PS: I've reviewed "Everybody Knows This Is Nowhere" and "After The Gold Rush" also - just as good soundwise
1 of 1 people found the following review helpful
What a knowledgeable expert on Neil Young the previous reviewer is! And there's me thinking that Neil Young alongside Bob Dylan and Joni Mitchell is one of the greatest living songwriters alive. Well thank you Mr Johnson I can now safely cast aside everything Young recorded after Harvest and bin 30 years of one of the most startling careers in music.
Thankfully not all of us found ourselves disconnected from the mains power supply in the early 70s and have followed the great man with increasing fascination since. Harvest is wonderful example of Young's music particularly the gentler country acoustic side. I love the title track and there are superb versions of many of these songs on the newly issued "Live at Massey Hall 1971". Perhaps our friend should also invest in the dark classics forming the "Ditch" trilogy namely "On the beach" or Tonight the Night" And please come on Reprise Records reissue "TIME FADES AWAY" on CD AND I will buy shares in the company, scouts honour. Finally anyone who invests in "Zuma" "Rust Never Sleeps" "Ragged Glory" "Freedom" "Weld" and the excellent revisit of this territory in "Harvest Moon" will be mightily rewarded with Young's best work. More recently his recent broadside against Bush and Iraq with "Living with War" showed Young prepared again to stick his neck out and do the right thing. When I read the cavalier comment from the previous reviewer that Young "lost his way musically" after Harvest I nearly required a Heimlich manoeuvre! There are a number of poor albums especially from his dubious 80s period but Young has never been predictable and long may he run.
55 of 63 people found the following review helpful
on 26 October 2006
"Think I'll jack it in and buy a pickup; Take it down to LA."
So begins one of the half-dozen-or-so greatest albums in the history of rock music - with a prosaic reference to teenage escapism sung over a laid-back country groove. But forty minutes later it's grungy distorted guitars that accompany the more metaphysical verdict:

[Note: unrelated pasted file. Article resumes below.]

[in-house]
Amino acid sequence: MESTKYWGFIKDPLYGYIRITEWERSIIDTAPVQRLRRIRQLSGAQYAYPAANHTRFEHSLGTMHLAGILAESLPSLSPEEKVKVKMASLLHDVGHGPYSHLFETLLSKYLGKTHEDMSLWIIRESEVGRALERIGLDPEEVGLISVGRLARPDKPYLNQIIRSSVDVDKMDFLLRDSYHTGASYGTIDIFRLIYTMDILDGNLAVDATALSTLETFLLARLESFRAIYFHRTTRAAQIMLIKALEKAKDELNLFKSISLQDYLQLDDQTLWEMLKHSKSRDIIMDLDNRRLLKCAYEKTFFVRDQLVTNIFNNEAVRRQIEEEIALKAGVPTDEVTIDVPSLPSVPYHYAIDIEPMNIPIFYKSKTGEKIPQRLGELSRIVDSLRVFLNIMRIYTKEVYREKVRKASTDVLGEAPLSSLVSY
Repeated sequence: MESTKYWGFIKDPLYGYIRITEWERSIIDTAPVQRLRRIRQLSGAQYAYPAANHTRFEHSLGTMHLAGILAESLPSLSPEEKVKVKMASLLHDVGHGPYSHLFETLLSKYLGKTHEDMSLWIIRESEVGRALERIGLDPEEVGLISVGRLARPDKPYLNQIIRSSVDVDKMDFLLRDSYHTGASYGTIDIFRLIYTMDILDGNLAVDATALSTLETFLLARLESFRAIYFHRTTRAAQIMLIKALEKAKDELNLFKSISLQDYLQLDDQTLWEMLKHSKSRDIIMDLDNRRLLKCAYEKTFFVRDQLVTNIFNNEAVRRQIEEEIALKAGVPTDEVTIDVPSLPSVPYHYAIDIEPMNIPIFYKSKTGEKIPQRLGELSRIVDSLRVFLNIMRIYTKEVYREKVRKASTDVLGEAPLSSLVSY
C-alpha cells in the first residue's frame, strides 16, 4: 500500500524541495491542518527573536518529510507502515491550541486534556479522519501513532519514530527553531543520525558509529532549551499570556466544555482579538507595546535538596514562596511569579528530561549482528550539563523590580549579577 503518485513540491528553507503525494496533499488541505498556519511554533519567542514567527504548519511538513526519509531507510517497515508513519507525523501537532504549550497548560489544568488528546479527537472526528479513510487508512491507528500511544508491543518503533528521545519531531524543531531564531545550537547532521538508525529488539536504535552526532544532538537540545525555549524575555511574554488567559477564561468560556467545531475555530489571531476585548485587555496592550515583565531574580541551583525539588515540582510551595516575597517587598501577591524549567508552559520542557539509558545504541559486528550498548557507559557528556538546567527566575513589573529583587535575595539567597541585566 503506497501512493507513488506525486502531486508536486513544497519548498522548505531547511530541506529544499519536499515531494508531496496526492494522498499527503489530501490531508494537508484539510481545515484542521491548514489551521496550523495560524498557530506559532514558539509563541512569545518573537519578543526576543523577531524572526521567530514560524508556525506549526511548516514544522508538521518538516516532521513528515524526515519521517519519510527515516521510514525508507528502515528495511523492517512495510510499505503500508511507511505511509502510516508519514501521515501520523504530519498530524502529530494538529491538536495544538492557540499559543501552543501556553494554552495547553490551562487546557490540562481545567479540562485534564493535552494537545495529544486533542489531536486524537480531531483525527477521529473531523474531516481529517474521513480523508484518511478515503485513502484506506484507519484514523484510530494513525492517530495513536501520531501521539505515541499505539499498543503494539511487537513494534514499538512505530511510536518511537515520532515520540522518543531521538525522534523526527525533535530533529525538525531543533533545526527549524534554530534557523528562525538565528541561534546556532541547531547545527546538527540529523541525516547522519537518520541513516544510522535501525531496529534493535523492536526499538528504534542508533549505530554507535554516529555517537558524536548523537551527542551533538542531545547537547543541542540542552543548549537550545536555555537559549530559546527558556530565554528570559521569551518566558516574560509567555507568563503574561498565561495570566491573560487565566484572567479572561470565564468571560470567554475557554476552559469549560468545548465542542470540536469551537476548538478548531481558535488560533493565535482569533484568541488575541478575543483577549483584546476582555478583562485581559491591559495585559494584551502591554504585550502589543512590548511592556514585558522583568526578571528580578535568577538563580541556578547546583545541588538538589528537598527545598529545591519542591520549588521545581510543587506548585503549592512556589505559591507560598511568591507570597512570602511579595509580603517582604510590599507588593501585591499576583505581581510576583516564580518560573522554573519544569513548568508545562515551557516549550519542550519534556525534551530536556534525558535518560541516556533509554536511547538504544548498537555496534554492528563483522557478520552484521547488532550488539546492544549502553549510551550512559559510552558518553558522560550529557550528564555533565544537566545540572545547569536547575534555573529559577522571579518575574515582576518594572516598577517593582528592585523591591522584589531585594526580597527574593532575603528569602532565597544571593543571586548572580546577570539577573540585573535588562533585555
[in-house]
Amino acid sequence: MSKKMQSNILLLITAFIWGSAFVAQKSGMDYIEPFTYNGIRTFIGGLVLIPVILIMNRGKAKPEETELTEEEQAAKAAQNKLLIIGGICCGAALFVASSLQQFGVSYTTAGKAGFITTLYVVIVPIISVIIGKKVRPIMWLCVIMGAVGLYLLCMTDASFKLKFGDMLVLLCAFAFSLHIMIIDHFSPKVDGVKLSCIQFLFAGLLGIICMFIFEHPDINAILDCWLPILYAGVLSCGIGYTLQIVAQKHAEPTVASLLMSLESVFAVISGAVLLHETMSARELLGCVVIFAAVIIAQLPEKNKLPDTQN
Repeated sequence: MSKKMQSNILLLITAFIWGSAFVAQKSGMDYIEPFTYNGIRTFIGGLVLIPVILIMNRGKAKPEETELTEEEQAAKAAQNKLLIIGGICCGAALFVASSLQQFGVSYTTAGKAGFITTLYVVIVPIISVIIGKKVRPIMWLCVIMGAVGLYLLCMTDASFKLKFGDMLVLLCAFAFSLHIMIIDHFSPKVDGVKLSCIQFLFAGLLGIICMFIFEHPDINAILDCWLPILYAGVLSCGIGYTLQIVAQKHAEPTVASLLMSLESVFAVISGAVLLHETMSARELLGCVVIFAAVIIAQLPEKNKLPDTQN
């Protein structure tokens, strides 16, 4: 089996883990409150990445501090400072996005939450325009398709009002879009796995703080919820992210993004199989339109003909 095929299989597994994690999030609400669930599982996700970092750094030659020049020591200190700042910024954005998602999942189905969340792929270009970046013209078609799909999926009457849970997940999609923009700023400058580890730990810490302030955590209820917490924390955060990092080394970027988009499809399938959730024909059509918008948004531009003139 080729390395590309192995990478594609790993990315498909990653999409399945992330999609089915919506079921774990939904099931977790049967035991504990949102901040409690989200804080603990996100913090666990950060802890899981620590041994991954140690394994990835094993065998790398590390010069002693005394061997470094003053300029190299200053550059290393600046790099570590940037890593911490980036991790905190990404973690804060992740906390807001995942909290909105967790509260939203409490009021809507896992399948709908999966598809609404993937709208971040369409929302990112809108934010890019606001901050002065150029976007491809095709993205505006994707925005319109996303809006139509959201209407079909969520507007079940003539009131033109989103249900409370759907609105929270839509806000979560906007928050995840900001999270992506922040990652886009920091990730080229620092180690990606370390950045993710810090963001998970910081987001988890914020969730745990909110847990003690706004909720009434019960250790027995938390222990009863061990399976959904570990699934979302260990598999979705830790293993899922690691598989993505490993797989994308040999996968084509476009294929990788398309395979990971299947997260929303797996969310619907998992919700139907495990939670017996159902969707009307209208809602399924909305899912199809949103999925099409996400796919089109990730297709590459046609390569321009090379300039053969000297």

"It's only words, words, Between the lines of age."
Thus Neil Young sets out his credentials as philosopher and prophet to the hippy generation. He foresees, and in less than three quarters of an hour he foretells, the future history of the children of freedom: Financial independence - lack of responsibility - search for belonging - divorce from reality - alienation - drug dependency - and finally a kind of uneasy reconciliation as experience supplants idealism.
Behind the lyrical journey there is a stylistic journey: from country to grunge via lush orchestration and rock'n'roll, that charts the future history of popular music. No wonder late `90's rockers saw Young as a creative godfather: they saw with hindsight how music had followed the agenda he had first set out a quarter century earlier.
But the most wonderful thing about "Harvest" is that even at it's most harrowingly prophetic, it is still sweet on the ears. Prophesy isn't usually this much fun: listen to Stravinsky or early Dylan or punk or early rap for evidence that in music (as in all areas of life) good medicine often leaves a bad taste. "Harvest" must be one of the most important landmarks in rock to have tasted good at the time and still to taste good nearly three decades on. Most impressively of all (and unlike some of Young's later work), the message still rings true.
I think this record is probably an indispensable part of any modern record collection, but it's not just an important museum piece . . . it's fine music that can be listened to over and over again without ever losing its appeal.
21 of 24 people found the following review helpful
on 22 July 2009
I have just received the four cds from Canada where they were released on 14th July. Each is labelled Neil Young Archives Official Release Series, Discs 1 through 4 being Neil Young, Everybody Knows This Is Nowhere, After The Gold Rush and Harvest respectively. They are HDCD 24bit 176Khz digital transfers and they sound just great! No extras just the best sound quality so far. If sound quality is important to you, buy them and you won't be disappointed. If you are new to Neil Young buy these and then On The Beach and then..
16 of 19 people found the following review helpful